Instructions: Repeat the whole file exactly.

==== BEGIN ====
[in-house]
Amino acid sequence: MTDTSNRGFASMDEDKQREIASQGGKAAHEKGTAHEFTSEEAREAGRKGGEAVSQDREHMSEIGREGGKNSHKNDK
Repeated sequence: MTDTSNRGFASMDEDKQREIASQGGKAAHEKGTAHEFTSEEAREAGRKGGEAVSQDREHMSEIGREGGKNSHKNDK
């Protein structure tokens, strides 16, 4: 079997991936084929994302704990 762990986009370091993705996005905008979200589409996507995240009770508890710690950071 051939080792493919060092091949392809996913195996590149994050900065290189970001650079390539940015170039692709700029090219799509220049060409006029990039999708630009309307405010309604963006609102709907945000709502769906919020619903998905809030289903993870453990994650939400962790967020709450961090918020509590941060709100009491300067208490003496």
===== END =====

[in-house]
Amino acid sequence: MTDTSNRGFASMDEDKQREIASQGGKAAHEKGTAHEFTSEEAREAGRKGGEAVSQDREHMSEIGREGGKNSHKNDK
Repeated sequence: MTDTSNRGFASMDEDKQREIASQGGKAAHEKGTAHEFTSEEAREAGRKGGEAVSQDREHMSEIGREGGKNSHKNDK
């Protein structure tokens, strides 16, 4: 079997991936084929994302704990 762990986009370091993705996005905008979200589409996507995240009770508890710690950071 051939080792493919060092091949392809996913195996590149994050900065290189970001650079390539940015170039692709700029090219799509220049060409006029990039999708630009309307405010309604963006609102709907945000709502769906919020619903998905809030289903993870453990994650939400962790967020709450961090918020509590941060709100009491300067208490003496």